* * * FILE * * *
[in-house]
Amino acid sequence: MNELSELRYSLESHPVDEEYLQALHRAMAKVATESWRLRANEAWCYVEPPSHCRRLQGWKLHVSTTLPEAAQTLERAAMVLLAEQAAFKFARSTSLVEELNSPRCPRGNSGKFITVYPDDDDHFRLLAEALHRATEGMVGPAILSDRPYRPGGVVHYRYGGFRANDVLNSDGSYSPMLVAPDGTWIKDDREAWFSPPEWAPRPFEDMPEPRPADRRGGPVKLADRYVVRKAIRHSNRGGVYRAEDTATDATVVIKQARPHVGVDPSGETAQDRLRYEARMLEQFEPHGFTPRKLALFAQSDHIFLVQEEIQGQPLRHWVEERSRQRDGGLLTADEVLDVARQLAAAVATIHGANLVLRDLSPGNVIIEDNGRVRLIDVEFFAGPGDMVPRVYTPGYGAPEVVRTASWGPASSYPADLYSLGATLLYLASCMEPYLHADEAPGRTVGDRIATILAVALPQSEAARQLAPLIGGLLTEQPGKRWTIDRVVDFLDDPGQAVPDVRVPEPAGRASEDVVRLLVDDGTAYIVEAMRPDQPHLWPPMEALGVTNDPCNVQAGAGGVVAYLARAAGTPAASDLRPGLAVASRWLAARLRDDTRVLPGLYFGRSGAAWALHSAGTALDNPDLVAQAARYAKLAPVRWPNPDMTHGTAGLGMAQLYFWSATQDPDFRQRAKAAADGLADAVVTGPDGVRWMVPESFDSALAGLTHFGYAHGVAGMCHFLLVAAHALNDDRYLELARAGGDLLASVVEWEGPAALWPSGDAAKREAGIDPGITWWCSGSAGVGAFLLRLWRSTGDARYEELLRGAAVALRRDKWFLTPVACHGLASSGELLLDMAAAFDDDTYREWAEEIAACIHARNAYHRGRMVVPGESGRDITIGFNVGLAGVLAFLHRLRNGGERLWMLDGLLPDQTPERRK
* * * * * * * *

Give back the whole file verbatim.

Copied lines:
[in-house]
Amino acid sequence: MNELSELRYSLESHPVDEEYLQALHRAMAKVATESWRLRANEAWCYVEPPSHCRRLQGWKLHVSTTLPEAAQTLERAAMVLLAEQAAFKFARSTSLVEELNSPRCPRGNSGKFITVYPDDDDHFRLLAEALHRATEGMVGPAILSDRPYRPGGVVHYRYGGFRANDVLNSDGSYSPMLVAPDGTWIKDDREAWFSPPEWAPRPFEDMPEPRPADRRGGPVKLADRYVVRKAIRHSNRGGVYRAEDTATDATVVIKQARPHVGVDPSGETAQDRLRYEARMLEQFEPHGFTPRKLALFAQSDHIFLVQEEIQGQPLRHWVEERSRQRDGGLLTADEVLDVARQLAAAVATIHGANLVLRDLSPGNVIIEDNGRVRLIDVEFFAGPGDMVPRVYTPGYGAPEVVRTASWGPASSYPADLYSLGATLLYLASCMEPYLHADEAPGRTVGDRIATILAVALPQSEAARQLAPLIGGLLTEQPGKRWTIDRVVDFLDDPGQAVPDVRVPEPAGRASEDVVRLLVDDGTAYIVEAMRPDQPHLWPPMEALGVTNDPCNVQAGAGGVVAYLARAAGTPAASDLRPGLAVASRWLAARLRDDTRVLPGLYFGRSGAAWALHSAGTALDNPDLVAQAARYAKLAPVRWPNPDMTHGTAGLGMAQLYFWSATQDPDFRQRAKAAADGLADAVVTGPDGVRWMVPESFDSALAGLTHFGYAHGVAGMCHFLLVAAHALNDDRYLELARAGGDLLASVVEWEGPAALWPSGDAAKREAGIDPGITWWCSGSAGVGAFLLRLWRSTGDARYEELLRGAAVALRRDKWFLTPVACHGLASSGELLLDMAAAFDDDTYREWAEEIAACIHARNAYHRGRMVVPGESGRDITIGFNVGLAGVLAFLHRLRNGGERLWMLDGLLPDQTPERRK